Using an incentive spirometer

Toggle: English / Spanish

Alternate Names


An incentive spirometer is a device used to help you keep your lungs healthy while they are healing. The incentive spirometer teaches you how to take slow deep breaths.

After surgery, it may be too painful to take deep breaths. You may also feel too weak to take deep breaths. When you do not breathe deeply enough, this can lead to sick lungs. 

By using the incentive spirometer every 1 - 2 hours, or as directed by your nurse or doctor, you can take an active role in your recovery and keep your lungs healthy. 

How to Use an Incentive Spirometer

Sit up and hold the incentive spirometer upright.           

  • Place the mouthpiece of the incentive spirometer into your mouth. Make sure you make a good seal with your lips.
  • Breathe out (exhale) normally.        
  • Breathe in SLOWLY (Inhale slowly).

 A piece in the incentive spirometer will rise as you take a breath in. 

  • Try to get this piece to rise as high as you can. 
  • Usually, there is a marker placed by your health care provider that tells you how big of a breath you should take.

Another, smaller piece in the incentive spirometer looks like a ball or disc. 

  • Make sure this ball stays in the middle of the chamber while you breathe in.
  • If you breathe in too fast, the ball will shoot to the top.
  • If you breathe in too slowly, the ball with stay at the bottom.

Hold your breath for a few (3 - 5) seconds, then slowly release your breath and exhale.

Repeat 10 - 15 breaths every 1 - 2 hours or as instructed by your nurse or doctor.

Other Tips

  • You may need to hold a pillow tightly to your belly while breathing in. This will help ease any discomfort.
  • You may not be achieving the number marked for you, but don’t get discouraged. This will improve with practice and as your body heals.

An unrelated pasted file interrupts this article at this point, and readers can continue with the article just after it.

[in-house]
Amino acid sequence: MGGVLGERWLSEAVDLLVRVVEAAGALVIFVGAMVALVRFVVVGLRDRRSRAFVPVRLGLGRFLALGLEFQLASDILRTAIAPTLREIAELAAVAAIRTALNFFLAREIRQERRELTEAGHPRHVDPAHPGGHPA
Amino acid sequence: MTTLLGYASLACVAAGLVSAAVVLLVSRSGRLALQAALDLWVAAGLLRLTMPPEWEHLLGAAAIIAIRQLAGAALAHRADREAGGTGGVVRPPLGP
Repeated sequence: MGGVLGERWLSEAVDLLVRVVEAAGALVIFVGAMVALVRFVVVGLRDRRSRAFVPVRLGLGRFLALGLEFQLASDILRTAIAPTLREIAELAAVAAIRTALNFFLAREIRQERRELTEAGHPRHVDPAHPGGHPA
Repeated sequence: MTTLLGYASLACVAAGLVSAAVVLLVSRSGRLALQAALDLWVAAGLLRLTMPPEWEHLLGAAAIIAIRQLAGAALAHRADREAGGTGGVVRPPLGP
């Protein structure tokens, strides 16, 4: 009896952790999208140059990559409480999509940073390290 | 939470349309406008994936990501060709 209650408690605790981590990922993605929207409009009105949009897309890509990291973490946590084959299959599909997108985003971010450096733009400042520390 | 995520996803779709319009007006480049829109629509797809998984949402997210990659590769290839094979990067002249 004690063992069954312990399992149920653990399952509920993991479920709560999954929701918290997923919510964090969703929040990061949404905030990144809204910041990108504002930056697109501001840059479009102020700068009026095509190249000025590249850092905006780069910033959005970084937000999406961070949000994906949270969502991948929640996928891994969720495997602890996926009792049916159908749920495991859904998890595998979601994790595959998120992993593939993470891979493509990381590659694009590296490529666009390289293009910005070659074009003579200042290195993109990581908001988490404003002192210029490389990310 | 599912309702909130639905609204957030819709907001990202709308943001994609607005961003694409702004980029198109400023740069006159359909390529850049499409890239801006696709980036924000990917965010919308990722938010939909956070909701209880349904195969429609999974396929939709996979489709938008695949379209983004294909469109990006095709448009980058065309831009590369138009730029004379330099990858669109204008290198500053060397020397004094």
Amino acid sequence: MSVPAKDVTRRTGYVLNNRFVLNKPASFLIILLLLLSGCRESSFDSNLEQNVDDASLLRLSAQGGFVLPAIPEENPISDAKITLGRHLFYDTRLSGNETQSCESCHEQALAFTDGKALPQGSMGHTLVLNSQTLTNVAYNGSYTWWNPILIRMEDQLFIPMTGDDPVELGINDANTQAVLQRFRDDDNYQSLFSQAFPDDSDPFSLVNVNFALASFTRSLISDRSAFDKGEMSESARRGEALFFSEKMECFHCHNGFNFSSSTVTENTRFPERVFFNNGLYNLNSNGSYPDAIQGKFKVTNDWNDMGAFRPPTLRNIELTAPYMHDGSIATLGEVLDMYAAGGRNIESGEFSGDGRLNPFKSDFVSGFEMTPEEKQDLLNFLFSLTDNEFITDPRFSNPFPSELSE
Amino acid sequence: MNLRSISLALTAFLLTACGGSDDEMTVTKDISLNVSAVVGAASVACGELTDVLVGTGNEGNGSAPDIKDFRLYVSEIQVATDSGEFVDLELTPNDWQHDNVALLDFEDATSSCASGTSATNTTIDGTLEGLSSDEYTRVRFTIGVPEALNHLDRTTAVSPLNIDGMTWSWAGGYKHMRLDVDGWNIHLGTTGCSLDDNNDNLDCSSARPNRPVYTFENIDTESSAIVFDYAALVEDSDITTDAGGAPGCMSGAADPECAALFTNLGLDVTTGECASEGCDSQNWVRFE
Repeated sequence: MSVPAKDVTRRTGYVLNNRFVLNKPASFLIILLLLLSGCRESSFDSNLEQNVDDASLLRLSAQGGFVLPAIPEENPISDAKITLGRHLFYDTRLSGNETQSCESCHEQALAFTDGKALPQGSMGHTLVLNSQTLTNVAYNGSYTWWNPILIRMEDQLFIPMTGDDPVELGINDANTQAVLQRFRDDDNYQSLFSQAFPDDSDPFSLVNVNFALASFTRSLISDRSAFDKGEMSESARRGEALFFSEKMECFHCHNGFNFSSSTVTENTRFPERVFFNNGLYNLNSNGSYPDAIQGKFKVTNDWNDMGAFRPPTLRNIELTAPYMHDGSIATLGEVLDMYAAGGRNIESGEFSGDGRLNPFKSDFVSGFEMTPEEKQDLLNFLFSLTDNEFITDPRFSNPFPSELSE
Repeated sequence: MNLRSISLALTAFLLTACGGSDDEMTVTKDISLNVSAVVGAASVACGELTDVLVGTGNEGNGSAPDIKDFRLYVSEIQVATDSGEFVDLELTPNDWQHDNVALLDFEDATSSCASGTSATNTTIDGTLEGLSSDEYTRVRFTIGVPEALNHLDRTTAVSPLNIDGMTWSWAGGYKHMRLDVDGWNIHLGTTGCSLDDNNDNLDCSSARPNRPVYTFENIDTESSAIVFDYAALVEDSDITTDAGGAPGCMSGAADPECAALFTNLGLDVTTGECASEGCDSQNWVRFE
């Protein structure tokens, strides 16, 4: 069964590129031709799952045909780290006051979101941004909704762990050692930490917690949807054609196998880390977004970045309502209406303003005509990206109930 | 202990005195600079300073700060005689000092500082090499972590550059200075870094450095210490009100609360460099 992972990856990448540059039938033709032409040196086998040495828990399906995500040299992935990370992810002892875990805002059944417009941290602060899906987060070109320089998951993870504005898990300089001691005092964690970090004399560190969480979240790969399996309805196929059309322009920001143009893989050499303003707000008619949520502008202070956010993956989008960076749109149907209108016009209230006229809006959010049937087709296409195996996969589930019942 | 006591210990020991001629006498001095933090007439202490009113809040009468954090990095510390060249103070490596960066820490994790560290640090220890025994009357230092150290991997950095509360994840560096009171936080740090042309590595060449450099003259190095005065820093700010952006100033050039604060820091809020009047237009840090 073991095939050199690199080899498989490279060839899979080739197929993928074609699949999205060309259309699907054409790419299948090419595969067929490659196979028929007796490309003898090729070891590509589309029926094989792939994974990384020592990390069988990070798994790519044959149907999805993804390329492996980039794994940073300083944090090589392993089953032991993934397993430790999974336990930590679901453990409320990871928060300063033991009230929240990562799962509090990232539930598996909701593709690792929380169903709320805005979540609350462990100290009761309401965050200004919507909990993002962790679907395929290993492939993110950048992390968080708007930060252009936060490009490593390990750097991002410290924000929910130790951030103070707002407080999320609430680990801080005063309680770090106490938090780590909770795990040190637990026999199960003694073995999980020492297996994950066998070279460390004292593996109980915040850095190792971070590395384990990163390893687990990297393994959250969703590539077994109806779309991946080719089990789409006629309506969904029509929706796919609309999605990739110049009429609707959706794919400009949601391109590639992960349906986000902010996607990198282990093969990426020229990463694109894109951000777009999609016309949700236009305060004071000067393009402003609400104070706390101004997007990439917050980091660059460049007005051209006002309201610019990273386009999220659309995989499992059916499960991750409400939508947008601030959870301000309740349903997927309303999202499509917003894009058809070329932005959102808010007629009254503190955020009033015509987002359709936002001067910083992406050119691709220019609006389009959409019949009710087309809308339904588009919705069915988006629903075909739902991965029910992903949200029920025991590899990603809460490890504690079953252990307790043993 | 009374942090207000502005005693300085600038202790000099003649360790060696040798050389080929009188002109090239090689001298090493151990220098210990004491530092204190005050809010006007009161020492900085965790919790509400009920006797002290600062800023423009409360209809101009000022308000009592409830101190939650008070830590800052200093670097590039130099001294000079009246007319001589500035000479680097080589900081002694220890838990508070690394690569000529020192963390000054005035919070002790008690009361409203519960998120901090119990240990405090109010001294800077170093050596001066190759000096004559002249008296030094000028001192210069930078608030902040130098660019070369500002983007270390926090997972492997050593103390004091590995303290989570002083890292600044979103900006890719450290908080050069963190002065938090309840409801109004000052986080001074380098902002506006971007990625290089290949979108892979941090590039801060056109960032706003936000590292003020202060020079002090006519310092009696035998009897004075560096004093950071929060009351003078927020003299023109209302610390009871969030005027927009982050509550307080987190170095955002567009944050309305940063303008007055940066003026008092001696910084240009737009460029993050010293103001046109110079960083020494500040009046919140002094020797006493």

• If you start to get dizzy or light-headed, slow down and take some normal breaths in between using the incentive spirometer.


James Cancer Hospital & Solove Research Department of Respiratory Therapy. How to Use an Incentive. Columbus: James Cancer Hospital & Solove Research Department of Respiratory Therapy, 2009. Print.

Version Info

  • Last reviewed on 2/26/2012
  • David C. Dugdale, III, MD, Professor of Medicine, Division of General Medicine, Department of Medicine, University of Washington School of Medicine. Also reviewed by David Zieve, MD, MHA, Medical Director, A.D.A.M. Health Solutions, Ebix, Inc.

A.D.A.M., Inc. is accredited by URAC, also known as the American Accreditation HealthCare Commission ( URAC's accreditation program is an independent audit to verify that A.D.A.M. follows rigorous standards of quality and accountability. A.D.A.M. is among the first to achieve this important distinction for online health information and services. Learn more about A.D.A.M.'s editorial policy, editorial process and privacy policy. A.D.A.M. is also a founding member of Hi-Ethics and subscribes to the principles of the Health on the Net Foundation (

The information provided herein should not be used during any medical emergency or for the diagnosis or treatment of any medical condition. A licensed medical professional should be consulted for diagnosis and treatment of any and all medical conditions. Call 911 for all medical emergencies. Links to other sites are provided for information only -- they do not constitute endorsements of those other sites. © 1997- 2013 A.D.A.M., Inc. Any duplication or distribution of the information contained herein is strictly prohibited.